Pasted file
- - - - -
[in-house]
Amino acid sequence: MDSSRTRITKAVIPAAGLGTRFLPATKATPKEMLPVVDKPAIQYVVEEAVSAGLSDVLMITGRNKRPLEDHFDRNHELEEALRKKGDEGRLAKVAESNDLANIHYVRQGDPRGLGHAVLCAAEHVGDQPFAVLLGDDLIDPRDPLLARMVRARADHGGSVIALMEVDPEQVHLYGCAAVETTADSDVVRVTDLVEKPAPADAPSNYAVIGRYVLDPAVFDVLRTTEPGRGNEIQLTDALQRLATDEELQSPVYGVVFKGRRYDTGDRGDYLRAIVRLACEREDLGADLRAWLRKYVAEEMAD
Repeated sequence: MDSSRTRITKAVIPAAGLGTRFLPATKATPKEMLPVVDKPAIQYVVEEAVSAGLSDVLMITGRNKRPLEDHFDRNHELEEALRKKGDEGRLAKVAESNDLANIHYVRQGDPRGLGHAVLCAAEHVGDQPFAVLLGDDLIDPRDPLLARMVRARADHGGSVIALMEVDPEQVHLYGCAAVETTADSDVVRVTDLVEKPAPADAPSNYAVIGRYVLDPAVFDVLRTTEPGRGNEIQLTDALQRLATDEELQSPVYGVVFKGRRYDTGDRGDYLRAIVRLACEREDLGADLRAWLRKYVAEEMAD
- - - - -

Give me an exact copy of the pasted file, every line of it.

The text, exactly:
[in-house]
Amino acid sequence: MDSSRTRITKAVIPAAGLGTRFLPATKATPKEMLPVVDKPAIQYVVEEAVSAGLSDVLMITGRNKRPLEDHFDRNHELEEALRKKGDEGRLAKVAESNDLANIHYVRQGDPRGLGHAVLCAAEHVGDQPFAVLLGDDLIDPRDPLLARMVRARADHGGSVIALMEVDPEQVHLYGCAAVETTADSDVVRVTDLVEKPAPADAPSNYAVIGRYVLDPAVFDVLRTTEPGRGNEIQLTDALQRLATDEELQSPVYGVVFKGRRYDTGDRGDYLRAIVRLACEREDLGADLRAWLRKYVAEEMAD
Repeated sequence: MDSSRTRITKAVIPAAGLGTRFLPATKATPKEMLPVVDKPAIQYVVEEAVSAGLSDVLMITGRNKRPLEDHFDRNHELEEALRKKGDEGRLAKVAESNDLANIHYVRQGDPRGLGHAVLCAAEHVGDQPFAVLLGDDLIDPRDPLLARMVRARADHGGSVIALMEVDPEQVHLYGCAAVETTADSDVVRVTDLVEKPAPADAPSNYAVIGRYVLDPAVFDVLRTTEPGRGNEIQLTDALQRLATDEELQSPVYGVVFKGRRYDTGDRGDYLRAIVRLACEREDLGADLRAWLRKYVAEEMAD